“Those who do side hustles are more than likely to do so for necessary reasons,” Rossman said. “A lot of people who hustle each other use this just to get by.”
Again, Rossman pointed to inflation, which has surged. Rising gas, food and rent prices catapulted US inflation to a new four-decade high in June. Consumer prices rose 9.1% from a year earlier, the government said.
This was the largest 12-month increase since 1981 and an 8.6% jump in May. On a monthly basis, prices rose 1.3% from May to June, another substantial increase after prices jumped 1% from April to May.
Rossman said about 37% of secondary hustlers are spending more time on their secondary gigs, mostly due to the rising cost of living.
Peter Ludovicy, a retired U.S. Postal Service employee who moved from Connecticut to Ladson, is among the 21% of baby boomers who earn an average of $500 a month in side jobs and among the 40% who need money for their living expenses.
The 66-year-old said he soon tired of retirement and started mowing lawns to earn extra spending money. Then, with costs rising, he took a job at a rental car agency at Charleston International Airport for discretionary purchases.
“I took work to keep myself busy, and we separated the money from what we were using to pay the bills,” Ludovicy said. “Now, with the prices of everything going up, the money I make from my side businesses is actually going to pay bills.”
do the job
A side hustle is different from a part-time job in that the worker makes the decisions about how much to work and how much to earn.
“I actually think the most lucrative side hustle is something you can do from home, if possible, whether it’s something on the internet or some kind of home-based craft business,” Bankrate’s Rossman said. .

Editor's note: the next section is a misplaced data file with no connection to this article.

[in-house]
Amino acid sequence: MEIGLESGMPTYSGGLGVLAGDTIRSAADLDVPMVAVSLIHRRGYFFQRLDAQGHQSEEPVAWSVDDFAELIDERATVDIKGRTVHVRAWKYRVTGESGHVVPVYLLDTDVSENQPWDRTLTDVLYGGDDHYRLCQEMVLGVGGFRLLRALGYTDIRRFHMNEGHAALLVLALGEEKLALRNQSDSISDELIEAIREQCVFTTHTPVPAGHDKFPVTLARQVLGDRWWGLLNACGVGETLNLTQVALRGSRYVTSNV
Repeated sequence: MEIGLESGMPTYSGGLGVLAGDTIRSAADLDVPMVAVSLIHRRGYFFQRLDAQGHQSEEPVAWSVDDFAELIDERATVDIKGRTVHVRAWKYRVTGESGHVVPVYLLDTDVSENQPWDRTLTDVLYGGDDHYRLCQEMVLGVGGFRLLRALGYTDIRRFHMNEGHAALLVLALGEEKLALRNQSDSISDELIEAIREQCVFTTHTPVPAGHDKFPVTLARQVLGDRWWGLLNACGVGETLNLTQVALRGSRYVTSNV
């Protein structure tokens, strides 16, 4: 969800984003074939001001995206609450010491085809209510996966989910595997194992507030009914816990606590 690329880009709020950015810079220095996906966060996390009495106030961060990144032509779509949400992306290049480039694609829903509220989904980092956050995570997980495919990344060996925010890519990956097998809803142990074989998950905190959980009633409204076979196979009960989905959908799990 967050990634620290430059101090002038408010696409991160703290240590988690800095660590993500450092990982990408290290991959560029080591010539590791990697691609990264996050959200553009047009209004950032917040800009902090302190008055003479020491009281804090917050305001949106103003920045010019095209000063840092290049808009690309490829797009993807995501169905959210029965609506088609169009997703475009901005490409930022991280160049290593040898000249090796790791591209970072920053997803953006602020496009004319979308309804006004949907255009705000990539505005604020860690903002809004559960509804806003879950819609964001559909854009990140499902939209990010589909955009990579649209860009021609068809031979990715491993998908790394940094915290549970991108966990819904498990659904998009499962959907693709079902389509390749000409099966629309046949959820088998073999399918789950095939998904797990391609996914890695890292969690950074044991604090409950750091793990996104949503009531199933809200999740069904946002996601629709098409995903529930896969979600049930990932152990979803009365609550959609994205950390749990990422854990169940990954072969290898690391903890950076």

Morgan High is an artist. The 23-year-old recently graduated from cosmetology school and is waiting to pass her state board exams and get a full-time job.
To get by, she sells her paintings for between $50 and $500 depending on the size and complexity of the work, on websites like Facebook and Instagram and does commission work to earn extra money to pay expenses such as car insurance and phone bills.
According to Bankrate, it joins 34% of Gen Z, ages 18-25, who earn an average of $200 a month from side hustle and the 32% who use the money to pay bills.
While Gen Zers work hard, according to survey responses, millennials between the ages of 26 and 33 are the busiest when it comes to hustling. The survey showed that 43 percent have a side job, the highest percentage of any age group. The median income is $400 per month.
Megan Llewellyn, 30, a 2021 College of Charleston graduate, is among the group with an entrepreneurial spirit and a need for extra income to get by.
Llewellyn interns for modest pay at a public relations firm and waits for a full-time position at a higher rate of pay to open up.
The money she earns from her part-time day job is barely enough to pay her phone bill and put gas in her car. She turns to hustling to supplement her income. She has served tables, worked as a barista and is currently considering online tutoring.
“I like it because it’s a 24-hour tutoring center. I can choose when I work based on my availability and how much money I need to earn,” Llewellyn said.